- Console window (bottom right hand panel). This will display the results of your code solution, including from your test cases.
Note, once the test starts, you can’t stop – the tests are time limited.
The solutions require you to implement an algorithm described in the problem description. You may be asked to develop a solution with regard to performance, as expressed in the Big O Notation. Check out this primer if it has been a while since you covered Big O notation! Note, I have also seen a task that required you to correct an existing buggy implementation of an algorithm, so you may not always be starting a solution from scratch.
Now for my thoughts and tips for taking the test.
- Practice using the demo test and examples on the Codility blog.
- Refresh your knowledge on algorithms (i.e. sorting algorithm such as BubbleSort, or search algorithms such as BinarySearch), and specifically on Big O Notation.
- Use the problem description to define and breakdown your solution. I typically break the problem statement into single sentences and use this as comments to outline and stub out my code solution. Obvious, but it is easy to get flustered when taking one of these test for the first time.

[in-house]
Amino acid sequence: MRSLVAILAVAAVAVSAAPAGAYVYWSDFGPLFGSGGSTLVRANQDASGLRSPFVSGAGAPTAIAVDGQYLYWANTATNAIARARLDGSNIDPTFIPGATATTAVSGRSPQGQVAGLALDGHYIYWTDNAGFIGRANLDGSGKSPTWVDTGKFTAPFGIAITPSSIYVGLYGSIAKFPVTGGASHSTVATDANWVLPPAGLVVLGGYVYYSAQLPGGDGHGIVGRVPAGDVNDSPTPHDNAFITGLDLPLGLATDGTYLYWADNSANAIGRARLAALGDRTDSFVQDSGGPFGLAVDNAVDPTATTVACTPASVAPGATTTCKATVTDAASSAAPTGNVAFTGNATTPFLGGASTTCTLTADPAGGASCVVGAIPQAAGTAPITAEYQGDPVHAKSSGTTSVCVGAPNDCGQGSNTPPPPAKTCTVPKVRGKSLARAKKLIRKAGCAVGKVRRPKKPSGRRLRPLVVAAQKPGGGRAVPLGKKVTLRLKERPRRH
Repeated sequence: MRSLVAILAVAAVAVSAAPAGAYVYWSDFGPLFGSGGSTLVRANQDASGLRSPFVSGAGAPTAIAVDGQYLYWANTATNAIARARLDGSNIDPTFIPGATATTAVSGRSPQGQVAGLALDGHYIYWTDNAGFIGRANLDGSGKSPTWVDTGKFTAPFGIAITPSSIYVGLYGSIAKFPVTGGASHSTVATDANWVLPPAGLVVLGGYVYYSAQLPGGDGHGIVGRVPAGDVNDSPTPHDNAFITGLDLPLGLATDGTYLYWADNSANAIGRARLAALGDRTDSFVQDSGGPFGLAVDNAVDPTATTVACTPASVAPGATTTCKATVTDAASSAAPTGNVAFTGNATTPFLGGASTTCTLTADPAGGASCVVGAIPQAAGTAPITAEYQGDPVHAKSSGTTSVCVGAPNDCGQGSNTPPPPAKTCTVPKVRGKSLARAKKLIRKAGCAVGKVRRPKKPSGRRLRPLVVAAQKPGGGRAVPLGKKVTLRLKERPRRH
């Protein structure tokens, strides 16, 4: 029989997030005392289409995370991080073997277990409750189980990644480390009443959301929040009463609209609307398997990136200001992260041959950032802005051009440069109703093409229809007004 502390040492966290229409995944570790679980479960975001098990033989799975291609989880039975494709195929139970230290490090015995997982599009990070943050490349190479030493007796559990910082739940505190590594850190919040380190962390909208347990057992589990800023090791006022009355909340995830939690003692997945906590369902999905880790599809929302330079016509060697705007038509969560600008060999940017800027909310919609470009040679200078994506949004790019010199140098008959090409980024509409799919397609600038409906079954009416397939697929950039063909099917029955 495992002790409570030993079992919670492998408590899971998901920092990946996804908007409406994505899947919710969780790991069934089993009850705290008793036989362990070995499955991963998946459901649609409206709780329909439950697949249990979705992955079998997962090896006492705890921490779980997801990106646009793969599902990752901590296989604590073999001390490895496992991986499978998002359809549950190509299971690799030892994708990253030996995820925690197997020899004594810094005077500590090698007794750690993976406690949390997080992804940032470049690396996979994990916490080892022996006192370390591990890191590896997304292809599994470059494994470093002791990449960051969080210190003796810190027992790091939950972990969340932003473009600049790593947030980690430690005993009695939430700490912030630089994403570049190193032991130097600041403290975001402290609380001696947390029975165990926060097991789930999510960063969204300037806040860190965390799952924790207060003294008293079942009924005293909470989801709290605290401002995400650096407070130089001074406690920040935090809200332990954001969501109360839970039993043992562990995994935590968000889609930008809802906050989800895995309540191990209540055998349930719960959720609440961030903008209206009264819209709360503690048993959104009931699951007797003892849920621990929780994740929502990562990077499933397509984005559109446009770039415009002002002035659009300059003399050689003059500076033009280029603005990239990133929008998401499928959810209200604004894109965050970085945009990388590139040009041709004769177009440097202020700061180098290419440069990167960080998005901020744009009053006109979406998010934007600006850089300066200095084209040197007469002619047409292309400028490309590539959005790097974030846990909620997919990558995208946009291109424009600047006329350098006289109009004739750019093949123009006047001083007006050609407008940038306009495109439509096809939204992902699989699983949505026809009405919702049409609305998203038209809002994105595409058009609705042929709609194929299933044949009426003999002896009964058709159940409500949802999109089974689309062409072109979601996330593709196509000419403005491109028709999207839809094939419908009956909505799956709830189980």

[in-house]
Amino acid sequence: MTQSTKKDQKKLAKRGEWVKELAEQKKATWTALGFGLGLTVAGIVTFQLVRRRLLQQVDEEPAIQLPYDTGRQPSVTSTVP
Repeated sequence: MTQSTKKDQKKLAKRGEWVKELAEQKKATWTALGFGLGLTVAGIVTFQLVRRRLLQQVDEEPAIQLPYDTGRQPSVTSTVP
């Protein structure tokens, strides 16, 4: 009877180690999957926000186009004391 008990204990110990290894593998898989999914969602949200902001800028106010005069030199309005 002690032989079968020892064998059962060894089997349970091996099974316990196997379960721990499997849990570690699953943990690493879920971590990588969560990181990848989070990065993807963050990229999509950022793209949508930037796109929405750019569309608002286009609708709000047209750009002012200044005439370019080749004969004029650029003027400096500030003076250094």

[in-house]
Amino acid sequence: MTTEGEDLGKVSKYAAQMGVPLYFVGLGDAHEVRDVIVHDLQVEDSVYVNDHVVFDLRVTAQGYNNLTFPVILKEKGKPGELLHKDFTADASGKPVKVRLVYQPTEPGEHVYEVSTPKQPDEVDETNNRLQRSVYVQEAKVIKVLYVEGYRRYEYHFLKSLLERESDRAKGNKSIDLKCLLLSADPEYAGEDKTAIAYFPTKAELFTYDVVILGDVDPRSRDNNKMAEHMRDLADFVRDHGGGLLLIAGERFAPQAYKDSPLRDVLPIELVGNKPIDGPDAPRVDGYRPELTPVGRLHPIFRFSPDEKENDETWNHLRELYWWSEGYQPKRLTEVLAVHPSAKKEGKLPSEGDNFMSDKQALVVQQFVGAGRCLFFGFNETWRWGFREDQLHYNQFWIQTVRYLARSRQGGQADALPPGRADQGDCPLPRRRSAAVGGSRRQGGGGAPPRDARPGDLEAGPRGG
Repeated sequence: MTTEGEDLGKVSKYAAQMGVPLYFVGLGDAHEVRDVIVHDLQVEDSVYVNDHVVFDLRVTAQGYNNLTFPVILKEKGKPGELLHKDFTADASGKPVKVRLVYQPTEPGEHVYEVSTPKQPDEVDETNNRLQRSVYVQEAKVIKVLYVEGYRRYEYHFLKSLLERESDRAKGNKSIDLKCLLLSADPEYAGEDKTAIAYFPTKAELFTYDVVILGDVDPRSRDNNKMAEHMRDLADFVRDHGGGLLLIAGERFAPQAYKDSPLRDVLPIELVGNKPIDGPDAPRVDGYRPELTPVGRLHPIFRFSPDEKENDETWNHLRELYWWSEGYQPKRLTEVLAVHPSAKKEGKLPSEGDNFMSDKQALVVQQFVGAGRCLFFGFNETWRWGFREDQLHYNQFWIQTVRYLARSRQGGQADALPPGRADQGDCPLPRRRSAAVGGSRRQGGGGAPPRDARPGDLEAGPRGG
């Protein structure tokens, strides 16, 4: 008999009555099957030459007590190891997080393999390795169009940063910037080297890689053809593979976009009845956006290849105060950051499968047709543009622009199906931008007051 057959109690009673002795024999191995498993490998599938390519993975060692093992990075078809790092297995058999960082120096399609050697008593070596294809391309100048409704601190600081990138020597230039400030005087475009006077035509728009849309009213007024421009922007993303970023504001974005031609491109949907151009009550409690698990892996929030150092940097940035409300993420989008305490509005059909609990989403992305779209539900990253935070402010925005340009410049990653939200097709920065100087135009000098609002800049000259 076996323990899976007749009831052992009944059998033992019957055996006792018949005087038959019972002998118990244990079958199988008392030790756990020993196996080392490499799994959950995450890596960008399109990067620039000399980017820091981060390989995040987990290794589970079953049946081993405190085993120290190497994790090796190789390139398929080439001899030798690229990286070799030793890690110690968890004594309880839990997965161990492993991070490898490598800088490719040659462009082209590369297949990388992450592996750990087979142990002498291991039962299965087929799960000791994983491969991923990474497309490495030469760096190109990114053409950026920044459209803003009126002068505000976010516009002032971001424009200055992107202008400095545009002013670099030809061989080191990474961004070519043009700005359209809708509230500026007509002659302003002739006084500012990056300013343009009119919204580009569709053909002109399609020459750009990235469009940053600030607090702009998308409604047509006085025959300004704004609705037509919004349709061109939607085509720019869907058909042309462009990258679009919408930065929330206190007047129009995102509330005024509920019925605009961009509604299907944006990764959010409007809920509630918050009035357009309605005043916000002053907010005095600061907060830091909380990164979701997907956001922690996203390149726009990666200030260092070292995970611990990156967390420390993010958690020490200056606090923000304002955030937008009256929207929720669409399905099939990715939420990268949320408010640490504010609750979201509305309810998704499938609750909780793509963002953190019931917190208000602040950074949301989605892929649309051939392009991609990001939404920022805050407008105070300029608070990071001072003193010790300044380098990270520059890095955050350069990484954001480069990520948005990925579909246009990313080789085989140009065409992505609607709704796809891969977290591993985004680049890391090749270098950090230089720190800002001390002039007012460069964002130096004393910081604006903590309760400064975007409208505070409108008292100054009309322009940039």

- Use your usual IDE to develop your solution. The Codility site wants you to develop your code in their online IDE – I found this a real pain to use, and slow at times. My advice is to create a console application to host your solution code, and to develop in Visual Studio (or your IDE/code editor of choice) on your local machine. This offers a few advantages:
- It is a familiar coding environment that you already know. The Codility IDE is OK, but it has a few quirks. For example, I found the custom test cases feature a bit of a pain to use. There is no learning curve required when you are using your usual IDE editor.
- You can benefit from automatic error highlighting and faster feedback on compilation errors. The Codility IDE requires you to hit the Run button and then to read and decipher any errors in the console panel. Your own IDE will typically give you more information about errors, and give it a lot faster. This is important, as time is limited!